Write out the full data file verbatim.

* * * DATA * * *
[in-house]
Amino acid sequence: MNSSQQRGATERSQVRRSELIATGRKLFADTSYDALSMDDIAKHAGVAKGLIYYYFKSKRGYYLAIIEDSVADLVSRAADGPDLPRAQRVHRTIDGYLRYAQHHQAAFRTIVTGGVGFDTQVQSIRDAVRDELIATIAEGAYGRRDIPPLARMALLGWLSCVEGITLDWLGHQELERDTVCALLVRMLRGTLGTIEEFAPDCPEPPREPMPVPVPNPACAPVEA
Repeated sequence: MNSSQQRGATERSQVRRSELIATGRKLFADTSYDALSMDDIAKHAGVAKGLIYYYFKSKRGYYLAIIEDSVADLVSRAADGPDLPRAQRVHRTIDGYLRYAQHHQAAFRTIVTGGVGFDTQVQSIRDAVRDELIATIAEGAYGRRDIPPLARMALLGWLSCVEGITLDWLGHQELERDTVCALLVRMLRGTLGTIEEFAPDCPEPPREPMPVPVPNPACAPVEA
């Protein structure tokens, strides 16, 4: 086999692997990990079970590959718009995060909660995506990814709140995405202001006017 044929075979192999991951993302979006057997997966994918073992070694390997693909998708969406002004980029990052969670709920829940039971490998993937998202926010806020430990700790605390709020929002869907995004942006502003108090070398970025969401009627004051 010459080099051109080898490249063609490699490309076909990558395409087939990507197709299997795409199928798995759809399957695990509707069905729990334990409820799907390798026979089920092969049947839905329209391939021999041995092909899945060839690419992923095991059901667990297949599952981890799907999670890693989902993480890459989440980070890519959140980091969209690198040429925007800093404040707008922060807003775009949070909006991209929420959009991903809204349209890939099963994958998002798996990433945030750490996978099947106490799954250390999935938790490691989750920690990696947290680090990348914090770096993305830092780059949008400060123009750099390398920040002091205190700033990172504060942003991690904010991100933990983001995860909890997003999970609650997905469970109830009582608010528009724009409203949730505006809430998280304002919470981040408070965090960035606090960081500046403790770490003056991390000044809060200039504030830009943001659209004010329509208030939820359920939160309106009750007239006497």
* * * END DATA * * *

[in-house]
Amino acid sequence: MNSSQQRGATERSQVRRSELIATGRKLFADTSYDALSMDDIAKHAGVAKGLIYYYFKSKRGYYLAIIEDSVADLVSRAADGPDLPRAQRVHRTIDGYLRYAQHHQAAFRTIVTGGVGFDTQVQSIRDAVRDELIATIAEGAYGRRDIPPLARMALLGWLSCVEGITLDWLGHQELERDTVCALLVRMLRGTLGTIEEFAPDCPEPPREPMPVPVPNPACAPVEA
Repeated sequence: MNSSQQRGATERSQVRRSELIATGRKLFADTSYDALSMDDIAKHAGVAKGLIYYYFKSKRGYYLAIIEDSVADLVSRAADGPDLPRAQRVHRTIDGYLRYAQHHQAAFRTIVTGGVGFDTQVQSIRDAVRDELIATIAEGAYGRRDIPPLARMALLGWLSCVEGITLDWLGHQELERDTVCALLVRMLRGTLGTIEEFAPDCPEPPREPMPVPVPNPACAPVEA
């Protein structure tokens, strides 16, 4: 086999692997990990079970590959718009995060909660995506990814709140995405202001006017 044929075979192999991951993302979006057997997966994918073992070694390997693909998708969406002004980029990052969670709920829940039971490998993937998202926010806020430990700790605390709020929002869907995004942006502003108090070398970025969401009627004051 010459080099051109080898490249063609490699490309076909990558395409087939990507197709299997795409199928798995759809399957695990509707069905729990334990409820799907390798026979089920092969049947839905329209391939021999041995092909899945060839690419992923095991059901667990297949599952981890799907999670890693989902993480890459989440980070890519959140980091969209690198040429925007800093404040707008922060807003775009949070909006991209929420959009991903809204349209890939099963994958998002798996990433945030750490996978099947106490799954250390999935938790490691989750920690990696947290680090990348914090770096993305830092780059949008400060123009750099390398920040002091205190700033990172504060942003991690904010991100933990983001995860909890997003999970609650997905469970109830009582608010528009724009409203949730505006809430998280304002919470981040408070965090960035606090960081500046403790770490003056991390000044809060200039504030830009943001659209004010329509208030939820359920939160309106009750007239006497």